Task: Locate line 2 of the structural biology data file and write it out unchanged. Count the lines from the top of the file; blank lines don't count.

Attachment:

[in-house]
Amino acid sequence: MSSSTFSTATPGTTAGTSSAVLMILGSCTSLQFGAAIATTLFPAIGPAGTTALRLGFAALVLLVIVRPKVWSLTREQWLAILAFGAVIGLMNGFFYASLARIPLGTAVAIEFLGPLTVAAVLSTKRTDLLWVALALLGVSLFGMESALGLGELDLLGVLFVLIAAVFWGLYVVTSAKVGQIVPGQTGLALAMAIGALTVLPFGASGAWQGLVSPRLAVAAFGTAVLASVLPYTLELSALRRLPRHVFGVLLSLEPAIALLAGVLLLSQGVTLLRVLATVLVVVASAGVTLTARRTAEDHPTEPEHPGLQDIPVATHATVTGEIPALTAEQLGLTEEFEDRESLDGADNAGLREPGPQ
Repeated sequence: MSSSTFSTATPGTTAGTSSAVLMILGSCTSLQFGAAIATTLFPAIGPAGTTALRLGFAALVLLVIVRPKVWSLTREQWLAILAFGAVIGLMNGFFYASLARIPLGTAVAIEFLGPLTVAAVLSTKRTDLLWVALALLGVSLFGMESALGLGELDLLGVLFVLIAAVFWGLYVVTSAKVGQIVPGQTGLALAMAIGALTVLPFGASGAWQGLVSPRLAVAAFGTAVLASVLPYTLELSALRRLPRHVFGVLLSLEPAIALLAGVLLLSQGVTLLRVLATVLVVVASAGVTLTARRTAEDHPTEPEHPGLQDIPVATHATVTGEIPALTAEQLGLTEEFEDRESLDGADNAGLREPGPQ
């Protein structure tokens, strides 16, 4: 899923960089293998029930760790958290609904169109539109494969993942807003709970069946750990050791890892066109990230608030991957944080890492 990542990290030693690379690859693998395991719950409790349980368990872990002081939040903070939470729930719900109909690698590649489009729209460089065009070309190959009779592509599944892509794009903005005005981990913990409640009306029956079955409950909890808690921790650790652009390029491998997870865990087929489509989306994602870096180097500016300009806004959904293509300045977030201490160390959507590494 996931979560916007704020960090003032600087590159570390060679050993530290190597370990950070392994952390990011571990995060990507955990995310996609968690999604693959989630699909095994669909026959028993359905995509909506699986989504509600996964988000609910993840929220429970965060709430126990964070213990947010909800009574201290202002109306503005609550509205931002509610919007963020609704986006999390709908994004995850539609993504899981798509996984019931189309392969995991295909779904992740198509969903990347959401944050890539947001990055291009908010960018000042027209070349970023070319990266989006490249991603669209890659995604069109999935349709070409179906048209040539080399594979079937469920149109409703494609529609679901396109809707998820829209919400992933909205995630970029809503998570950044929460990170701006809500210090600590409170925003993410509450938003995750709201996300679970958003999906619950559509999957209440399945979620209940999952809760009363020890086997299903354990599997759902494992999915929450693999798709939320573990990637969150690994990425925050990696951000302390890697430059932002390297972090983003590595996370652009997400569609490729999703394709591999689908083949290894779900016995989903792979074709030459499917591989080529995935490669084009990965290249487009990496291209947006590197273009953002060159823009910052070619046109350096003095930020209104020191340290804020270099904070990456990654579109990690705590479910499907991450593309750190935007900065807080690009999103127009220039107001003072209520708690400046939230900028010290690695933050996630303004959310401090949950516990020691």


Amino acid sequence: MSSSTFSTATPGTTAGTSSAVLMILGSCTSLQFGAAIATTLFPAIGPAGTTALRLGFAALVLLVIVRPKVWSLTREQWLAILAFGAVIGLMNGFFYASLARIPLGTAVAIEFLGPLTVAAVLSTKRTDLLWVALALLGVSLFGMESALGLGELDLLGVLFVLIAAVFWGLYVVTSAKVGQIVPGQTGLALAMAIGALTVLPFGASGAWQGLVSPRLAVAAFGTAVLASVLPYTLELSALRRLPRHVFGVLLSLEPAIALLAGVLLLSQGVTLLRVLATVLVVVASAGVTLTARRTAEDHPTEPEHPGLQDIPVATHATVTGEIPALTAEQLGLTEEFEDRESLDGADNAGLREPGPQ